How to Repair Your Hair — at Home
Our strands change as we age. These treatments for thinning, breakage and more can help keep yours looking healthy.
We expect the grays to grow in as we age. What can take us by surprise is the thinner appearance our hair can develop as some follicles stop producing new hairs and strands become finer and more fragile. New growth may not come in as quickly as it once did, so growing out damage is an exercise in patience. In the meantime, a carefully-chosen hair mask can improve the look and feel of your strands.
“Hair masks are especially important for Black hair because the texture is drier by nature,” explains Nelson Vercher, a hairstylist at New York City’s Rita Hazan Salon, whose clients include Mary J. Blige, Naomi Campbell, Iman and Kelly Rowland. When you add the effects that can come with using heat-styling tools, masks become an essential part of your hair care, he says.
Here are some products to consider. (Pro tip: Use a warm — not hot — hooded dryer for conditioning treatments and setting your hair in the winter months.)
For breakage: Carol’s Daughter Monoi Repairing Hair Mask
Most people lose about 100 stands of hair every day, but extra shedding in your brush could be due to breakage. To tell the difference, examine the lost strands. Notice a tiny white bulb at the end? That’s a sign of normal shedding, but tiny broken strands could indicate significant stress, a lack of essential nutrients, over-styling or all of the above. Mention these changes to your dermatologist. At the core of this repairing mask is monoi oil, which helps limit breakage and spilt ends so that more hair stays on your head. (CarolsDaughter.com)
For color-treated hair: Joico K-PAK Color Therapy Luster Lock
Adding highlights can perk up your complexion and create the illusion of fuller hair, but it also requires more care and attention at home to prevent dryness and a brittle texture. This treatment is designed to repair and replenish moisture to overprocessed strands. Two key ingredients are mongongo and argan oils, which are rich in vitamin E, an antioxidant that may reduce cell damage. Bonus: Silk, soy and seaweed extract provide added slip, making strands less likely to catch on styling tools and break off. (Ulta.com)
For relaxed hair: ORS HAIRestore Hair Mayonnaise
A recent study warns that chemical straighteners may increase your risk of cancer. They also weaken the hair’s protein structure, resulting in damaged locks. But for women who prefer to use a relaxer for style or convenience, there are ways to ensure that your mane still appears healthy, according to Vercher. He recommends not relaxing hair to straight, adding a weekly mask, getting regular trims every six to eight weeks and using an even more intense treatment once a month. Since relaxed hair is already fragile, consider steering clear of permanent color, tight styles, the daily use of flat irons or other styling habits that could cause tension or exacerbate dryness. This mask, formulated with whole egg protein, may provide the intensive conditioning relaxed hair needs.(Amazon.com)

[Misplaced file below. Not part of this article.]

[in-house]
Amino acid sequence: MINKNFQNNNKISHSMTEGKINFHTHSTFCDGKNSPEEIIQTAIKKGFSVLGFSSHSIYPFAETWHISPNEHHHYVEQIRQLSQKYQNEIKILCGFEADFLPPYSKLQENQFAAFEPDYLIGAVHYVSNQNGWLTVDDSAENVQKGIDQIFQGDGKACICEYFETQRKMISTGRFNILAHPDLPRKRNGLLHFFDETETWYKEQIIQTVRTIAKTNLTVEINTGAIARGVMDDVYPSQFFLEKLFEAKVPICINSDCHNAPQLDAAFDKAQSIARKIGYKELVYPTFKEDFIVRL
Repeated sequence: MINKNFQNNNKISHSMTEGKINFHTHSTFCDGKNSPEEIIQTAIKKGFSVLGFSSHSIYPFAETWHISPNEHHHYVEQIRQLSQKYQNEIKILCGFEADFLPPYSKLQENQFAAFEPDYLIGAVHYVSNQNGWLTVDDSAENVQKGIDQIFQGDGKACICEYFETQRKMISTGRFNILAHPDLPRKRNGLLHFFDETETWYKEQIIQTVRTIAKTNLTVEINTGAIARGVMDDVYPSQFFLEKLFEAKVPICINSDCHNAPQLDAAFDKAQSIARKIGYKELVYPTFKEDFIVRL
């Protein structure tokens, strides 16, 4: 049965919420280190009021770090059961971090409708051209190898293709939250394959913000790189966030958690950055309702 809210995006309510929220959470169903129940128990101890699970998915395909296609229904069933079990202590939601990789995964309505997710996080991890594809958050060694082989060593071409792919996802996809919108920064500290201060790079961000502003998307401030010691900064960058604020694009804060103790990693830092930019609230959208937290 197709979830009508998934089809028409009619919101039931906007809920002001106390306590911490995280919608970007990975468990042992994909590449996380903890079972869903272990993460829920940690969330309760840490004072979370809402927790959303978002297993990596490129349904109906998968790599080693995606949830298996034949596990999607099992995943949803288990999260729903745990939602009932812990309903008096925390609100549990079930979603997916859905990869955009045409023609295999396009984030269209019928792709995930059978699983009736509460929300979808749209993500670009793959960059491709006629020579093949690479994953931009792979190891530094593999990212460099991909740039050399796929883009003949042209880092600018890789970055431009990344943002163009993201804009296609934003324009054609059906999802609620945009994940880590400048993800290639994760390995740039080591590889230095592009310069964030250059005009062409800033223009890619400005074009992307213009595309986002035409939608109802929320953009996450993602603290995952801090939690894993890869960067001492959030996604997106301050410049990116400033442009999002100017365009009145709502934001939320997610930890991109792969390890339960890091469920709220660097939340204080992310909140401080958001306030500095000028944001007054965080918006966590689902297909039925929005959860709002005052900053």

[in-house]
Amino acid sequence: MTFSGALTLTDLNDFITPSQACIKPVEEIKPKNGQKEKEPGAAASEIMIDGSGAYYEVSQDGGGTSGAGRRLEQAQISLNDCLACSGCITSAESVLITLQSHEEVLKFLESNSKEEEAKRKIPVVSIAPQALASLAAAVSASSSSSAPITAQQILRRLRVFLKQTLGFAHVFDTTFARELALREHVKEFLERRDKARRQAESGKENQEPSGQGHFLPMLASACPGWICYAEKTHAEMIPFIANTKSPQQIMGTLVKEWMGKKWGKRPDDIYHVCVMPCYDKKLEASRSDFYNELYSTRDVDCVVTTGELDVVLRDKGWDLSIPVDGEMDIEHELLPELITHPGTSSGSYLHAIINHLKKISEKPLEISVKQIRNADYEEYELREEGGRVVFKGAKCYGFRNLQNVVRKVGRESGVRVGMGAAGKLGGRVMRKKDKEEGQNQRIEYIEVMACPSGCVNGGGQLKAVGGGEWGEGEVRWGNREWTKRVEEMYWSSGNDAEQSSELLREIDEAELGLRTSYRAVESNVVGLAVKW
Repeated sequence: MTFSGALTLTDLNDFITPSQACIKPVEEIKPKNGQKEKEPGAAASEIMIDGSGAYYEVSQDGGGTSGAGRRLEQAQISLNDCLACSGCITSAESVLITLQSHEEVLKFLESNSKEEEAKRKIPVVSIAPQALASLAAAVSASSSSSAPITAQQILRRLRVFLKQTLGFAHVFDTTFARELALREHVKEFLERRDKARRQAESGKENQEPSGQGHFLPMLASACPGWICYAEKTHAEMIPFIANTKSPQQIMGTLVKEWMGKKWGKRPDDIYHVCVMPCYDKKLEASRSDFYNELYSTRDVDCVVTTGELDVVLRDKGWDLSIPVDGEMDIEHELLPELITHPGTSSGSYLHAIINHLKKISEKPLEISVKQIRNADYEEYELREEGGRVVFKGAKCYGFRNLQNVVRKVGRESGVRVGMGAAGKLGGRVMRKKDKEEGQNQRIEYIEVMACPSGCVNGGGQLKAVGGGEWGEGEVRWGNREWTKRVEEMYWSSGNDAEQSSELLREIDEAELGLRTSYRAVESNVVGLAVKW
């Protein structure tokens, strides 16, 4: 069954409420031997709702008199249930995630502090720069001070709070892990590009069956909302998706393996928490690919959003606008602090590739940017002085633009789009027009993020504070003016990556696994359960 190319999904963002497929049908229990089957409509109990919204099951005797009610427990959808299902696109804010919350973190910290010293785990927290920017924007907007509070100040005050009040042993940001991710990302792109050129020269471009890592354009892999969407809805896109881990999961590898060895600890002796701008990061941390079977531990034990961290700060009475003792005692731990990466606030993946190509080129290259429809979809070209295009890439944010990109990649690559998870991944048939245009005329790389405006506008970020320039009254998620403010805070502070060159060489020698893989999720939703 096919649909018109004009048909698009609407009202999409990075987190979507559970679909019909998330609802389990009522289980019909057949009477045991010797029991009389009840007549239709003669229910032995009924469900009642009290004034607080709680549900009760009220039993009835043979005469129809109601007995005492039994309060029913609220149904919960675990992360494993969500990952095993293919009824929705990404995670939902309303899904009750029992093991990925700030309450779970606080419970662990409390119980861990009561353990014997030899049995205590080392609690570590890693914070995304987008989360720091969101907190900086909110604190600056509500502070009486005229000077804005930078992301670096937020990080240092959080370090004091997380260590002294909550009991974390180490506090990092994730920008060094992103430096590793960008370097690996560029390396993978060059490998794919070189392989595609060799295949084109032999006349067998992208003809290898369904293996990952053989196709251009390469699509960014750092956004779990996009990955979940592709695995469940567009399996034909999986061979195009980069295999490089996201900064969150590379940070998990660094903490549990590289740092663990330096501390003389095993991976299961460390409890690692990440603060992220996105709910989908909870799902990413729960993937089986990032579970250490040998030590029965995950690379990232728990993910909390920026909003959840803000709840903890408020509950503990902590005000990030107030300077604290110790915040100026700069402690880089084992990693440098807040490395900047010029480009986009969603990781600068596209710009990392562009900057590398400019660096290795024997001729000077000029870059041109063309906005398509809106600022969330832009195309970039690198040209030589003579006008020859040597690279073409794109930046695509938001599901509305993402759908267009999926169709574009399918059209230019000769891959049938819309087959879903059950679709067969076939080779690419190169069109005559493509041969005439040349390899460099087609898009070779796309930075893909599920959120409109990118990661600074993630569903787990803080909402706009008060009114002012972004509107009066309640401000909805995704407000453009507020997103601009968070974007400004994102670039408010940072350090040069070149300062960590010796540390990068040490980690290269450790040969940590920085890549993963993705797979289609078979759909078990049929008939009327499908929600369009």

For dry hair: Camille Rose Algae Renew Deep Conditioner
Blue-green algae and unrefined cocoa and mango butters combine to purportedly penetrate the cuticle to lock in moisture, as well as prevent thinning and breakage. If you have high-porosity hair (hair that quickly absorbs moisture), this formula may help. It also contains 65 vitamins, minerals and antioxidants. (CamilleRose.com)
To help with hair retention: The Mane Choice Green Tea & Carrot Deep Strengthening & Restorative Mask Treatment
Enriched with biotin, green tea and carrot oil, this mask might support the retention of hair length. In general, biotin, a water-soluble vitamin, promotes healthy hair, skin and nails. The body needs it to produce a protein called keratin; our hair is 95 percent keratin. (TheManeChoice.com)
In addition to evaluating your hair care, also consider your health. What you eat can change the look and feel of your hair. Hair loss has many causes and sometimes signals a condition that needs medical attention.